By Alan J. Heavens
(MCT)—Q: In 2012, I wrote about possible solutions to a wet crawl space at my newly acquired home in Mantoloking, N.J., and your reply and the input from your readers was helpful.
Storm Sandy visited before any corrective measures were taken, and I am working on a much larger problem, since my ranch home took on 13 inches of water and is in the process of recovery and hazard mitigation.
My question today relates to air conditioners and the claim that salt in the air, fog, and water corrode metal and will reduce the life of the unit. I think that it is called the condenser and sits outside.
Carrier makes a seashore model, and Bryant does also. My question is: Do these models last longer?
This debate reminds me of bygone days when you had the new car undercoated to protect it from rust. I didn’t understand why they just didn’t do it at the factory since it was obviously good.
It seems intuitive that a coated/treated model will resist corrosion longer, just as my dad’s car did. If that is true, why don’t all manufacturers offer this?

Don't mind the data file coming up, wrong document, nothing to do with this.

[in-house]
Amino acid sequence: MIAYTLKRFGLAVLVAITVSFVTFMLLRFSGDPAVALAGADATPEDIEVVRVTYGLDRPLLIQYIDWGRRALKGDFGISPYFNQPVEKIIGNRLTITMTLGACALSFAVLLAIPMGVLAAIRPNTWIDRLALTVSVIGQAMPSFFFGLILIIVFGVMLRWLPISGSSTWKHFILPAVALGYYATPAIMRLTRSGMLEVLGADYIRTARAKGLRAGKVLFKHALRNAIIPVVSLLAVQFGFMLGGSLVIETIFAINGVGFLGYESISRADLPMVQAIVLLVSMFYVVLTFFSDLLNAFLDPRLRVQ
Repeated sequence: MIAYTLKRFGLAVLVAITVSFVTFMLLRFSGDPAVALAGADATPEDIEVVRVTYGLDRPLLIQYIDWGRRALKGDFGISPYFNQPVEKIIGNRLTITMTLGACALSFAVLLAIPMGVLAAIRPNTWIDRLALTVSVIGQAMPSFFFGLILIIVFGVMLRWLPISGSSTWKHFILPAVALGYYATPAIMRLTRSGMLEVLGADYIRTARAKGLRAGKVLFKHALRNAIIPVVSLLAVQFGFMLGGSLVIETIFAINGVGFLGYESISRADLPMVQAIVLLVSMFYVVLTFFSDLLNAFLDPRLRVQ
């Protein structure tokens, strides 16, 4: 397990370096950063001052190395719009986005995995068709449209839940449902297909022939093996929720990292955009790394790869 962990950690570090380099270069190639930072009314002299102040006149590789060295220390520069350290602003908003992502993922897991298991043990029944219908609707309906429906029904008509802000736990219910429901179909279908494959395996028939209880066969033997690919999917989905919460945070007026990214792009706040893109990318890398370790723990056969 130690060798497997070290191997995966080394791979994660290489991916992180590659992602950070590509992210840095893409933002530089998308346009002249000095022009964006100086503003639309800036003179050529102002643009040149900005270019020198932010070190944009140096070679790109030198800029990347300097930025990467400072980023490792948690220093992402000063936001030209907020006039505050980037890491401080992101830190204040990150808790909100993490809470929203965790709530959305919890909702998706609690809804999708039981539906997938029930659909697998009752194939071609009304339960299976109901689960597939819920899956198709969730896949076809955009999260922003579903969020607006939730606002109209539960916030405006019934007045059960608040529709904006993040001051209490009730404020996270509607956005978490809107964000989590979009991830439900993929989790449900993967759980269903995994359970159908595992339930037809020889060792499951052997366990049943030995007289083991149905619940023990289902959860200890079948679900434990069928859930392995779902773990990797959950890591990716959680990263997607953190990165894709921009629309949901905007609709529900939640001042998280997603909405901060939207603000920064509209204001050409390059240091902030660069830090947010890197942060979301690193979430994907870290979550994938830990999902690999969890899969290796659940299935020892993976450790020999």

What is your view?
A: I haven’t been offered undercoating since my last American-made car in 1995, and I seemed to have more problems underneath when they were coated than not.
That says, there has been an ongoing debate in this column, over which I have been presiding rather than engaging in, about how long modern-day appliances last.
Personally, I’m a firm believer in buying carefully, using all the unbiased information available (Consumer Reports, et al), reading product directions and the warranty and keeping both in a place where they can be found easily, and doing regular maintenance. (I clean the mildew off my condenser, at the north side of my house under trees, every spring. It makes it look newer, although I doubt it adds to its life span.)
There are contractors that specialize in Jersey Shore air conditioning and heating systems that you should check out, as well, before you make any investment.
There is a lot of post-Sandy cleanup continuing at your part of the Shore, and I am sure fellow consumers will likely have something to say about longevity and reliability of heating and cooling systems.
©2014 The Philadelphia Inquirer
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